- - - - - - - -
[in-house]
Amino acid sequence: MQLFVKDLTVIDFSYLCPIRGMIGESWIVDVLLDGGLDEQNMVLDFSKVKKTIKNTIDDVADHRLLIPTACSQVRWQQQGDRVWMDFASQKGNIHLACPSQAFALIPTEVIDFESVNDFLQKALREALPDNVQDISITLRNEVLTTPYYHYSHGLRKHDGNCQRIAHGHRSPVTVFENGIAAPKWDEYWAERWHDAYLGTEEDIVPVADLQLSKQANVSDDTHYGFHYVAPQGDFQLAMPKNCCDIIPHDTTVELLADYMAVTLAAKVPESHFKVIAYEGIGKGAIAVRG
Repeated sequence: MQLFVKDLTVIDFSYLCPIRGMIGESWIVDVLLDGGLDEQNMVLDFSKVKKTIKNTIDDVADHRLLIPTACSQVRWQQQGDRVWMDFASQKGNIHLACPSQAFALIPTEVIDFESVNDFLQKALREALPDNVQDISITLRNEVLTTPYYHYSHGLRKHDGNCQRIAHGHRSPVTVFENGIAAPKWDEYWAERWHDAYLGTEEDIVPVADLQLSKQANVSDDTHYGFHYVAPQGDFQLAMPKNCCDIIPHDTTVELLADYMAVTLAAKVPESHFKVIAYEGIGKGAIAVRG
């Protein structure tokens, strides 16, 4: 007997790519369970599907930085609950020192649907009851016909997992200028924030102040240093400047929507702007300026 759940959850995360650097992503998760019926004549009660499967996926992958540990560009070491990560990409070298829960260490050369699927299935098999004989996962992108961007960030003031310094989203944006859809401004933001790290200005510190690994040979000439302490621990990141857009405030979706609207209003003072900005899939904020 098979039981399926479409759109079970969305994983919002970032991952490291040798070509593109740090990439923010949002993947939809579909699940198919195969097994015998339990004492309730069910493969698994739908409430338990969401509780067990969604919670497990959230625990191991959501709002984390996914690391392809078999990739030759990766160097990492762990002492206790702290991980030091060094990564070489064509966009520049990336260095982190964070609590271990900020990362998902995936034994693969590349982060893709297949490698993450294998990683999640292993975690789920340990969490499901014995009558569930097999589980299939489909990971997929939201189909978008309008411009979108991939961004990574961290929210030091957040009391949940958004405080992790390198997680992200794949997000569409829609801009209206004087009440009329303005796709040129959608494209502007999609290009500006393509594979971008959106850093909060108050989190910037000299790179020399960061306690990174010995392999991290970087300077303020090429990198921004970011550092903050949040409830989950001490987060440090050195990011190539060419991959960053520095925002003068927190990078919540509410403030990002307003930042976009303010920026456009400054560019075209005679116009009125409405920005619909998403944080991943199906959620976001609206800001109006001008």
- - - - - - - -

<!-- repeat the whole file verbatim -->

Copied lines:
[in-house]
Amino acid sequence: MQLFVKDLTVIDFSYLCPIRGMIGESWIVDVLLDGGLDEQNMVLDFSKVKKTIKNTIDDVADHRLLIPTACSQVRWQQQGDRVWMDFASQKGNIHLACPSQAFALIPTEVIDFESVNDFLQKALREALPDNVQDISITLRNEVLTTPYYHYSHGLRKHDGNCQRIAHGHRSPVTVFENGIAAPKWDEYWAERWHDAYLGTEEDIVPVADLQLSKQANVSDDTHYGFHYVAPQGDFQLAMPKNCCDIIPHDTTVELLADYMAVTLAAKVPESHFKVIAYEGIGKGAIAVRG
Repeated sequence: MQLFVKDLTVIDFSYLCPIRGMIGESWIVDVLLDGGLDEQNMVLDFSKVKKTIKNTIDDVADHRLLIPTACSQVRWQQQGDRVWMDFASQKGNIHLACPSQAFALIPTEVIDFESVNDFLQKALREALPDNVQDISITLRNEVLTTPYYHYSHGLRKHDGNCQRIAHGHRSPVTVFENGIAAPKWDEYWAERWHDAYLGTEEDIVPVADLQLSKQANVSDDTHYGFHYVAPQGDFQLAMPKNCCDIIPHDTTVELLADYMAVTLAAKVPESHFKVIAYEGIGKGAIAVRG
């Protein structure tokens, strides 16, 4: 007997790519369970599907930085609950020192649907009851016909997992200028924030102040240093400047929507702007300026 759940959850995360650097992503998760019926004549009660499967996926992958540990560009070491990560990409070298829960260490050369699927299935098999004989996962992108961007960030003031310094989203944006859809401004933001790290200005510190690994040979000439302490621990990141857009405030979706609207209003003072900005899939904020 098979039981399926479409759109079970969305994983919002970032991952490291040798070509593109740090990439923010949002993947939809579909699940198919195969097994015998339990004492309730069910493969698994739908409430338990969401509780067990969604919670497990959230625990191991959501709002984390996914690391392809078999990739030759990766160097990492762990002492206790702290991980030091060094990564070489064509966009520049990336260095982190964070609590271990900020990362998902995936034994693969590349982060893709297949490698993450294998990683999640292993975690789920340990969490499901014995009558569930097999589980299939489909990971997929939201189909978008309008411009979108991939961004990574961290929210030091957040009391949940958004405080992790390198997680992200794949997000569409829609801009209206004087009440009329303005796709040129959608494209502007999609290009500006393509594979971008959106850093909060108050989190910037000299790179020399960061306690990174010995392999991290970087300077303020090429990198921004970011550092903050949040409830989950001490987060440090050195990011190539060419991959960053520095925002003068927190990078919540509410403030990002307003930042976009303010920026456009400054560019075209005679116009009125409405920005619909998403944080991943199906959620976001609206800001109006001008």